The latest Trump tariff threat, of course, is designed to facilitate conclusion of the trade negotiations. Talks are scheduled for Washington DC on Thursday. It is certainly possible that the impeding escalation of tariffs will concentrate minds once more, leading to a very speedy conclusion of talks. Or not. Either way, the coming few days promise more drama on the US-China front than trade watchers have seen in months-- a major escalation of the trade war will happen on Friday or a truce. A second notable set of events takes place early next week that will also help shape global trade for the future. Dueling meetings are scheduled for Geneva and New Delhi for May 13-15. The former is the setting for the first round of talks of what is called the “plurilateral” on e-commerce in the World Trade Organization (WTO). Not all WTO member countries have agreed to join negotiations on the topic, so only a subset of members (74 so far) will sit down to start.
This has been an interesting, mixed, two weeks in trade. On the one hand, the system continues to receive new shocks, particularly from US President Donald Trump. On the other hand, trade integration is also moving forward. The net result continues to highlight the increasingly unsettled global environment. Firms need to focus on how to mitigate the risks facing their business operations.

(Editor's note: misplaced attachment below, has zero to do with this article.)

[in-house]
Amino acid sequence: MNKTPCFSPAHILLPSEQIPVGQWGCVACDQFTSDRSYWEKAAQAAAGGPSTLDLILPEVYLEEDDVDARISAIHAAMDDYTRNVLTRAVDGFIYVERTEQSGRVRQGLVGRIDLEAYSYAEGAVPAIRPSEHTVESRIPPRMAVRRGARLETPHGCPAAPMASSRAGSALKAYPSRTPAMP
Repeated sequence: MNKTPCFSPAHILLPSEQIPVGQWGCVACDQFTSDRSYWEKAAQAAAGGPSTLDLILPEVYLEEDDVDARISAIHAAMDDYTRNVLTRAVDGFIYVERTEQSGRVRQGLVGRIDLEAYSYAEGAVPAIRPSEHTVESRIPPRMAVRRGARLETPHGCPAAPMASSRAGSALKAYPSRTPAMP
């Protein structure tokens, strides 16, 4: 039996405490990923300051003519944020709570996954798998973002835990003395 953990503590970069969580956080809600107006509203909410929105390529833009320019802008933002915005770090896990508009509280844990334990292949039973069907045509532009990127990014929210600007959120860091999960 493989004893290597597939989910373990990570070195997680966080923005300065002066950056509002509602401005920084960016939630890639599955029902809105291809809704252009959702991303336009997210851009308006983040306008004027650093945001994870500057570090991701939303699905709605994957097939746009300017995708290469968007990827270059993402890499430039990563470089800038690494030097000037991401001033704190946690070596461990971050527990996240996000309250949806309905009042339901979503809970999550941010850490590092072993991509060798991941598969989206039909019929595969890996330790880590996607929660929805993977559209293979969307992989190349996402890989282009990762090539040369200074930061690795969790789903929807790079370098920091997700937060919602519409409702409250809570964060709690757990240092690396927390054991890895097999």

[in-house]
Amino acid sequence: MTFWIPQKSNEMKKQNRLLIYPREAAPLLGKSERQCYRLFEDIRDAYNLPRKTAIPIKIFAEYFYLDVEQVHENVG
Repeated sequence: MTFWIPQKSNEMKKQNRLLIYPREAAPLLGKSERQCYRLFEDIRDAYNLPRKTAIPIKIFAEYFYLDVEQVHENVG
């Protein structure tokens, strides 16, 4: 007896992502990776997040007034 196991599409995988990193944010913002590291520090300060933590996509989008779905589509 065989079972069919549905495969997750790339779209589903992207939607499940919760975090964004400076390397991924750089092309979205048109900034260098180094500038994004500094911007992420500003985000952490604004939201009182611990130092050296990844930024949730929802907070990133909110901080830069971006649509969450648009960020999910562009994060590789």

Let’s start with the bad news. Two separate hearings have wrapped up in Washington. The first focused on product categories for an additional $16 billion in 25% tariff rate hikes against goods coming from China. Regular readers may recall that the Americans first produced a list of items totaling $50 billion for new tariff increases. The list was revised on the basis of hearings. The first $34 billion in tariffs have already gone into force (and were met with retaliation by China on a similar amount). But $16 billion in products were contested, resulting in a new list from the USTR. Now that hearings on the revised list of products has been completed, tariffs can be imposed at any time. Expect them to be announced on Friday (since this seems to be the preferred approach of the Trump administration). These new Section 301 tariffs will likely be met with $16 billion in matched retaliatory tariffs by China.